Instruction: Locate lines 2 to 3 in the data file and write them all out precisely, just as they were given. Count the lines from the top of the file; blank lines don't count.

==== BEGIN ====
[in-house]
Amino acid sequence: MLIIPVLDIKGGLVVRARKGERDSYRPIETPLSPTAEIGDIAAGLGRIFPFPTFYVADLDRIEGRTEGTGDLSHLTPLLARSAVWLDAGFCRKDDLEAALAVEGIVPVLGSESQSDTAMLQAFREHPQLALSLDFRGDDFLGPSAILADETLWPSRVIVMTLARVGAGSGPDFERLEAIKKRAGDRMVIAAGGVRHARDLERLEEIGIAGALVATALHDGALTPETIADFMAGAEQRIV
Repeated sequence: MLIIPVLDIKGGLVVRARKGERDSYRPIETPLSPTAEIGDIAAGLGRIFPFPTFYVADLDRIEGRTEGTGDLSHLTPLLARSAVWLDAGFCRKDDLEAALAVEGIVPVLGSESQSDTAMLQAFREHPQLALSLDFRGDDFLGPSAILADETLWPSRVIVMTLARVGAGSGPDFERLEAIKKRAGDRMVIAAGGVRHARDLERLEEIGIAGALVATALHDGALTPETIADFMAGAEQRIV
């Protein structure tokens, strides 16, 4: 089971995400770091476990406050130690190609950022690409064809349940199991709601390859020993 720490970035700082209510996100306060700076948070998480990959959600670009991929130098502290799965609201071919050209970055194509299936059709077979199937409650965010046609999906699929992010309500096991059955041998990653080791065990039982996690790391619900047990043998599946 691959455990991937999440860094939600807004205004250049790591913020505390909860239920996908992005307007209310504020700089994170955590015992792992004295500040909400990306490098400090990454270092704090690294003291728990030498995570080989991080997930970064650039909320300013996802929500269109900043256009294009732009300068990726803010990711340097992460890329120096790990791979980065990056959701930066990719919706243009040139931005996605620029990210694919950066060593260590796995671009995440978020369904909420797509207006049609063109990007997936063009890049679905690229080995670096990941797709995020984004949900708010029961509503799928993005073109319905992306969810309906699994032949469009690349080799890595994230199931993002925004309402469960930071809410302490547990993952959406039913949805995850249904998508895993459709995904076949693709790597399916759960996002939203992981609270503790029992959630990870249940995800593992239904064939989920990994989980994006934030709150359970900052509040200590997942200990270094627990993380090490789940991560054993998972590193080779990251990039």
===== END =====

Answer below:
Amino acid sequence: MLIIPVLDIKGGLVVRARKGERDSYRPIETPLSPTAEIGDIAAGLGRIFPFPTFYVADLDRIEGRTEGTGDLSHLTPLLARSAVWLDAGFCRKDDLEAALAVEGIVPVLGSESQSDTAMLQAFREHPQLALSLDFRGDDFLGPSAILADETLWPSRVIVMTLARVGAGSGPDFERLEAIKKRAGDRMVIAAGGVRHARDLERLEEIGIAGALVATALHDGALTPETIADFMAGAEQRIV
Repeated sequence: MLIIPVLDIKGGLVVRARKGERDSYRPIETPLSPTAEIGDIAAGLGRIFPFPTFYVADLDRIEGRTEGTGDLSHLTPLLARSAVWLDAGFCRKDDLEAALAVEGIVPVLGSESQSDTAMLQAFREHPQLALSLDFRGDDFLGPSAILADETLWPSRVIVMTLARVGAGSGPDFERLEAIKKRAGDRMVIAAGGVRHARDLERLEEIGIAGALVATALHDGALTPETIADFMAGAEQRIV